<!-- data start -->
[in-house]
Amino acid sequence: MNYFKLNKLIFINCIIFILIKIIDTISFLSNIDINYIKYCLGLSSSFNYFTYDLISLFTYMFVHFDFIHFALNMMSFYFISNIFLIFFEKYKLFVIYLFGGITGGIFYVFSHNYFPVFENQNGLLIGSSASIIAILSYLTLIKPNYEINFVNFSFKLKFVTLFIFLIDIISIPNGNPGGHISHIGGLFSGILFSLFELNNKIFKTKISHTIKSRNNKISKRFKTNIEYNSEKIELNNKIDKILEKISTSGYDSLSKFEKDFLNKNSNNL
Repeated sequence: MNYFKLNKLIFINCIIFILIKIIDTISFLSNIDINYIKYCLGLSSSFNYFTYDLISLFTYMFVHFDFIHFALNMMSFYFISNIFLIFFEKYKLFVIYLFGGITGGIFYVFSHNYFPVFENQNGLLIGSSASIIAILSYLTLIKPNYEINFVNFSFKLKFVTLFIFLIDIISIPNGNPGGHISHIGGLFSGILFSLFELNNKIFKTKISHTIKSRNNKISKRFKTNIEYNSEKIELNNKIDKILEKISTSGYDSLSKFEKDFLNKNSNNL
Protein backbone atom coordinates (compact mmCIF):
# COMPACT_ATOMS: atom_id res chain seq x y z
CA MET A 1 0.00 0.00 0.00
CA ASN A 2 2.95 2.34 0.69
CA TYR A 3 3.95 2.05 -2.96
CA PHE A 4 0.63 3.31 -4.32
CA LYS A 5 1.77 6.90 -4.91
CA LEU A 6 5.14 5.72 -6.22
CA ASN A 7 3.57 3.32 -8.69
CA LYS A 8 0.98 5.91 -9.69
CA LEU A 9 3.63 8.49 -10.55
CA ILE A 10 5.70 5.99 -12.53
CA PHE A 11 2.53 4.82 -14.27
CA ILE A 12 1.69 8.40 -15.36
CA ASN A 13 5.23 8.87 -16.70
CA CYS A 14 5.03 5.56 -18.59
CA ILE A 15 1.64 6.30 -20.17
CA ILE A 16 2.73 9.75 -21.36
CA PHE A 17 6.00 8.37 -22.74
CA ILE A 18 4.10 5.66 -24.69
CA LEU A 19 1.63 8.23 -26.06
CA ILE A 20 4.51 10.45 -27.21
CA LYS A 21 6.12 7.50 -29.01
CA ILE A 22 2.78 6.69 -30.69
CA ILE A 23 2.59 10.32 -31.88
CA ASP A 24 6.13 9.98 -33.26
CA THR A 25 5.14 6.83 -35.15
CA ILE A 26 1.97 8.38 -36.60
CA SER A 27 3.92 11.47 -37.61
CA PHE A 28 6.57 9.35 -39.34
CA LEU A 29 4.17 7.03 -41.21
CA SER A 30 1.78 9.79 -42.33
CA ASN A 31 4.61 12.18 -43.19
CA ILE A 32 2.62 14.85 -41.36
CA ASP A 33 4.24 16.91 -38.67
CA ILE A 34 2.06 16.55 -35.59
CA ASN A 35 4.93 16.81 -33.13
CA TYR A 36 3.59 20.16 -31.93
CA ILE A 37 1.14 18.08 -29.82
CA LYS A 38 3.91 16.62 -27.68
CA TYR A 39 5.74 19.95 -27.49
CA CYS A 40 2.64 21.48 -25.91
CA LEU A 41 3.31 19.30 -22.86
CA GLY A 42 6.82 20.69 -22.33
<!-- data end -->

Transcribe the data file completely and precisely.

[in-house]
Amino acid sequence: MNYFKLNKLIFINCIIFILIKIIDTISFLSNIDINYIKYCLGLSSSFNYFTYDLISLFTYMFVHFDFIHFALNMMSFYFISNIFLIFFEKYKLFVIYLFGGITGGIFYVFSHNYFPVFENQNGLLIGSSASIIAILSYLTLIKPNYEINFVNFSFKLKFVTLFIFLIDIISIPNGNPGGHISHIGGLFSGILFSLFELNNKIFKTKISHTIKSRNNKISKRFKTNIEYNSEKIELNNKIDKILEKISTSGYDSLSKFEKDFLNKNSNNL
Repeated sequence: MNYFKLNKLIFINCIIFILIKIIDTISFLSNIDINYIKYCLGLSSSFNYFTYDLISLFTYMFVHFDFIHFALNMMSFYFISNIFLIFFEKYKLFVIYLFGGITGGIFYVFSHNYFPVFENQNGLLIGSSASIIAILSYLTLIKPNYEINFVNFSFKLKFVTLFIFLIDIISIPNGNPGGHISHIGGLFSGILFSLFELNNKIFKTKISHTIKSRNNKISKRFKTNIEYNSEKIELNNKIDKILEKISTSGYDSLSKFEKDFLNKNSNNL
Protein backbone atom coordinates (compact mmCIF):
# COMPACT_ATOMS: atom_id res chain seq x y z
CA MET A 1 0.00 0.00 0.00
CA ASN A 2 2.95 2.34 0.69
CA TYR A 3 3.95 2.05 -2.96
CA PHE A 4 0.63 3.31 -4.32
CA LYS A 5 1.77 6.90 -4.91
CA LEU A 6 5.14 5.72 -6.22
CA ASN A 7 3.57 3.32 -8.69
CA LYS A 8 0.98 5.91 -9.69
CA LEU A 9 3.63 8.49 -10.55
CA ILE A 10 5.70 5.99 -12.53
CA PHE A 11 2.53 4.82 -14.27
CA ILE A 12 1.69 8.40 -15.36
CA ASN A 13 5.23 8.87 -16.70
CA CYS A 14 5.03 5.56 -18.59
CA ILE A 15 1.64 6.30 -20.17
CA ILE A 16 2.73 9.75 -21.36
CA PHE A 17 6.00 8.37 -22.74
CA ILE A 18 4.10 5.66 -24.69
CA LEU A 19 1.63 8.23 -26.06
CA ILE A 20 4.51 10.45 -27.21
CA LYS A 21 6.12 7.50 -29.01
CA ILE A 22 2.78 6.69 -30.69
CA ILE A 23 2.59 10.32 -31.88
CA ASP A 24 6.13 9.98 -33.26
CA THR A 25 5.14 6.83 -35.15
CA ILE A 26 1.97 8.38 -36.60
CA SER A 27 3.92 11.47 -37.61
CA PHE A 28 6.57 9.35 -39.34
CA LEU A 29 4.17 7.03 -41.21
CA SER A 30 1.78 9.79 -42.33
CA ASN A 31 4.61 12.18 -43.19
CA ILE A 32 2.62 14.85 -41.36
CA ASP A 33 4.24 16.91 -38.67
CA ILE A 34 2.06 16.55 -35.59
CA ASN A 35 4.93 16.81 -33.13
CA TYR A 36 3.59 20.16 -31.93
CA ILE A 37 1.14 18.08 -29.82
CA LYS A 38 3.91 16.62 -27.68
CA TYR A 39 5.74 19.95 -27.49
CA CYS A 40 2.64 21.48 -25.91
CA LEU A 41 3.31 19.30 -22.86
CA GLY A 42 6.82 20.69 -22.33